Academic journal article Boston University Law Review

"A Troublesome Right": The "Law" in Dworkin's Treatment of Law and Religion

Academic journal article Boston University Law Review

"A Troublesome Right": The "Law" in Dworkin's Treatment of Law and Religion

Article excerpt


Ronald Dworkin's final book, Religion Without God, is a gloriously compact treatment of a massive subject. Perhaps the massive subject. Its first sentence is, "The theme of this book is that religion is deeper than God."1 The last chapter is titled "Death and Immortality."2 This is, in short, a book about eternity and the human condition. These are not small subjects, and Dworkin deals with them grandly. It is an extraordinary last testament.

I have discussed Dworkin's treatment of these larger issues elsewhere.3 Other contributors here deal with them as well. My focus here is much more mundane. In one brief chapter, Dworkin descends from the empyrean, more or less, to examine the law of religious freedom.4 My goal here is to assess critically the accuracy and persuasiveness of that chapter.

Without rehashing an old debate or sharing too many cherished lines from that debate, one can acknowledge that Dworkin received many sharp criticisms for his jurisprudential approach in general and his treatment of individual cases and doctrines in particular. His modus operandi, wrote one of his more vocal critics, was to "argue[] baldly that constitutional law is and should be a department of applied moral philosophy."5 That approach was "too abstract for a case-based legal system" like ours.6 Beyond the philosophizing, there was "little texture to Dworkin's analysis of legal issues."7 His writings showed "little interest in the words of the Constitution, or in its structure . . . , or in any extended body of case law, let alone in the details of particular cases. His implicit legal universe consist[ed] of a handful of general principles embodied in a handful of exemplary, often rather bodiless, cases."8

All quite right, in my view. This is not to deny that he was one of the most eminent and important legal philosophers of his time. So he was, a point on which even his critics agree.9 I dare say that outside certain nonlegal circles, his views on constitutional legal issues grew less relevant to current debates.10 That is eventually true for all of us, if we are very lucky. But, as Religion Without God shows, to the end (and after), Dworkin continued to write in a clear and illuminating fashion on broad issues involving current concerns, not to mention eternal ones. On the details of the law and even the broad outcomes of cases, however, he was a less reliable or convincing guide. Or so I will argue here.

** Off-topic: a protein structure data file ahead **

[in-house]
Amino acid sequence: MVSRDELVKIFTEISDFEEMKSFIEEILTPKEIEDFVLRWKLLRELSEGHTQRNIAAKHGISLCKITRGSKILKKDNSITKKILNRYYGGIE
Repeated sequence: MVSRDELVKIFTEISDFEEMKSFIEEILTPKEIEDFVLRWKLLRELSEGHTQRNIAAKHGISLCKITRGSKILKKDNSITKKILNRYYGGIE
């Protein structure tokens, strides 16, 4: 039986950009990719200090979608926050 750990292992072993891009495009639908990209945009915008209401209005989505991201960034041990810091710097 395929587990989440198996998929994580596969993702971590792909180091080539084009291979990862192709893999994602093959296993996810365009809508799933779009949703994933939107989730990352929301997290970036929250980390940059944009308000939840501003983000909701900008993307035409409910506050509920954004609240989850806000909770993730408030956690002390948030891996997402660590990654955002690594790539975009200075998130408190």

Let me first give Dworkin his due, however.11 The problem the chapter centers on - whether there is a principled "justification for offering religion a right to special protection that is exclusive to theistic religions,"12 and if not, what the scope and nature of "freedom of religion" should look like - has consumed a great deal of attention recently. It figures heavily in contemporary freedom-of-religion scholarship.13 And it has played a significant role, sometimes explicitly but more often implicitly, in recent statutory and constitutional church-state cases as well.14 Dworkin's treatment of this problem, which is driven by his argument in the first part of the book that a "belief in a god is only one possible manifestation or consequence of [a] deeper worldview" that we could call "religious,"15 is interesting and provocative.

Dworkin's legal conclusions are admittedly hard to disentangle from the broader tapestry of argument he offers in Religion Without God. Some may find this a virtue and a necessary consequence of the insistence in his last books on the "unity of value,"16 under which, as one critic describes it, "all of our evaluative commitments have to finally cohere . . . not just morality, but also politics, law, aesthetics, prudence, . . . you name it."17 Others may consider it a shortcoming, one that impairs its usefulness for law and legal doctrine.

Again, one must be fair. In his "Religious Freedom" chapter, Dworkin examines how his view that we should "adopt[] a conception of religion that is deeper than theism" plays out "as a matter of political morality as well as philosophical depth,"18 not as a humdrum, if difficult, question for non- Herculean lawyers and judges. …

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